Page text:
For a creative individual like yourself, few things beat the idea of starting a business from your crafting pursuits. You love making things, and the idea of making a living out of that is your ultimate dream. You’ve even tried it a few times and seen some minor success. But, despite your best efforts, you’ve always struggled to earn enough this way to quit the day job. You look at other successful creatives and can only wonder what on earth they do that you don’t.
In reality, the reasons for success in fields like these aren’t always obvious. Sometimes, getting it right is about nothing more than knowing the right people. That said, there are certain manageable things which could be holding you back. This is especially likely if you’ve seen some small success which never got going. That’s a sign that people are somewhat interested in what you’re offering, regardless of your connections.
Instead of giving up on your dream, then, it’s past time you considered whether you’re going wrong in the following ways.
You’re never brave enough to sell solo
We’re fortunate nowadays in that platforms like Etsy make it easier than ever to sell creative wares. Whether you paint or make jewelry, you can set up here for a small commission. This is an easy and efficient way to appeal to an existing audience. It’s ideal for testing whether a product has the potential to succeed or not. But, it can fast become a trap if you aren’t brave enough to break away. Few creatives earn a large enough amount from Etsy stores to do this full-time. Setting up on a platform like this does, after all, have its downsides. The small commission, for example, won’t look so little if you start taking a fair few orders. People are also unlikely to remember your company name in particular. You may, therefore, miss out on word of mouth marketing. In case you didn’t know, that’s a pretty big loss.
With that in mind, it would be fair to say that Etsy is a fantastic starting point, but that’s all it should be. Once you begin to see some success, it’s essential that you break away and start selling solo. Only then can you make a name for yourself. You may want to keep your Etsy store open as you direct those customers to your new solo site. Either way; knowing when to go it alone could be make or break. As a general rule, you should do this when your sales are at their peak. Make sure, too, that you think long and hard about your website design and domain name. Even loyal Etsy customers will soon turn away from you if your web design is all over the place, after all. Do your research then, or use a platform like Squarespace which makes things easier. Unlike with Etsy, such services still allow you to operate under your own umbrella.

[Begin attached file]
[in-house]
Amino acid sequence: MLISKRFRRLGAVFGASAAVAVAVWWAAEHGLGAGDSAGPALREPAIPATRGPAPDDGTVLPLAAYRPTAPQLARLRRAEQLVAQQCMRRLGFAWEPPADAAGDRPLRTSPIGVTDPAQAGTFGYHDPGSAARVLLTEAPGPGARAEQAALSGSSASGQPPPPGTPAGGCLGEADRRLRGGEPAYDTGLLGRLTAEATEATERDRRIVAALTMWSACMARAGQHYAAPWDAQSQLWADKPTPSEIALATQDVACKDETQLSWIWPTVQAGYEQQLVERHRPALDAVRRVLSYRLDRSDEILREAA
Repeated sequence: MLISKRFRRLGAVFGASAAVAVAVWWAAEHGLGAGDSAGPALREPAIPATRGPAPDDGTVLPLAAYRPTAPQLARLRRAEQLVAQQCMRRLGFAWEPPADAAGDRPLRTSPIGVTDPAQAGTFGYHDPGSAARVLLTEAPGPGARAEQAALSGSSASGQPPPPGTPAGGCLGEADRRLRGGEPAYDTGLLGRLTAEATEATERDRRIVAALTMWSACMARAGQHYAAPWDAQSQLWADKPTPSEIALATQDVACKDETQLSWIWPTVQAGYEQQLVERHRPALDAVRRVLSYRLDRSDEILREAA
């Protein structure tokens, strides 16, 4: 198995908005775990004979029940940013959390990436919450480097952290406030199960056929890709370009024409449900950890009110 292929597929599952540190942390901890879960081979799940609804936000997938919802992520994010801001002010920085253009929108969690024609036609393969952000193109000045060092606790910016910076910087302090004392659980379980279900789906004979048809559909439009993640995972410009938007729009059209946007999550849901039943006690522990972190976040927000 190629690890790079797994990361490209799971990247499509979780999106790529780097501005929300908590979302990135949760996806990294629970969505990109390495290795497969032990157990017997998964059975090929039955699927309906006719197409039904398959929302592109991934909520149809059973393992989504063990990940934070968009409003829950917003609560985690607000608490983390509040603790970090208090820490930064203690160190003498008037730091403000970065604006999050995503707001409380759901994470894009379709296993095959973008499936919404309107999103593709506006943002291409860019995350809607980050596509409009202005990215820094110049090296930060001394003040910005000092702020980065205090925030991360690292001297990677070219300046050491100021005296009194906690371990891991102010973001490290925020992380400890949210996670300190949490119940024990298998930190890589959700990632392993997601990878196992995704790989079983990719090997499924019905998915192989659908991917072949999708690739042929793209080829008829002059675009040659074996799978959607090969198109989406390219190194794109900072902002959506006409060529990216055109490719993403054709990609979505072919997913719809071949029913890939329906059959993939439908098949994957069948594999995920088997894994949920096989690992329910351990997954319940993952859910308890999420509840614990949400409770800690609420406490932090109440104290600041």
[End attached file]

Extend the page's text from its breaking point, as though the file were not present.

You’re too precious about your process
It’s also well worth mentioning your creative process and how it holds you back here. We get it; your art and craft matter to you. You don’t want to lessen your products by compromising on the way you make them. It may be that you want to make each piece of jewelry by hand, for instance, or knit those jumpers the manual way. That’s fine until you consider how many orders you would need to turn away to see any success. Even with a team of other creatives onboard, there’s no way you could hand make enough products to pull a profit. If you want to make this work, then, you need to consider investing in some production machinery. That doesn’t have to mean that you lose your company integrity. You still get to hand pick the machines you use, after all. Note, too, that attachments like the cement carbon metal cutters you can read more about here ensure you can still perfect intricate designs. What’s more, those designs will still be your work. You’ll need to draw them out before inputting them into your machines. And yet, doing things this way means you can at least triple your output and profit. So, it’s crucial that you let go of that precious feeling here. If you take your time, there’s no reason you even need to compromise your ethics to tackle this.
You need to get even more creative
It’s also worth asking yourself if your idea is unique compared with others on the market. It’s entirely possible that your failure to succeed here is because you haven’t found a niche. Your knitted jumpers may look fantastic, but are they all that different from others on the market? To some extent, of course, there are always going to be competitors around you. That isn’t a bad thing as it pushes you to compete. But, you don’t stand much chance of winning the battle if your products don’t offer anything unique. Could you shake things up by using wool no one else does? Could you develop a jumper design which is a little bit different? Small changes like these could well be all it takes to pave a positive path for your products. If you haven’t considered this before, then, you should start researching as soon as possible. With most creatives now advertising online in some way, you should find it easy enough to see what’s out there. Once you know that, you can get to work with breaking those norms.
You haven’t spared a thought for marketing
It’s also possible that your failure to launch comes down to nothing more than a lack of marketing. You aren’t a business as such at the moment, after all. It’s possible you thought you could take care of that after seeing some success. In reality, though, this is not a chicken or egg situation. Marketing should always come before success. If it doesn’t, well…it’s no wonder you’re still heading to the office for your 9-5.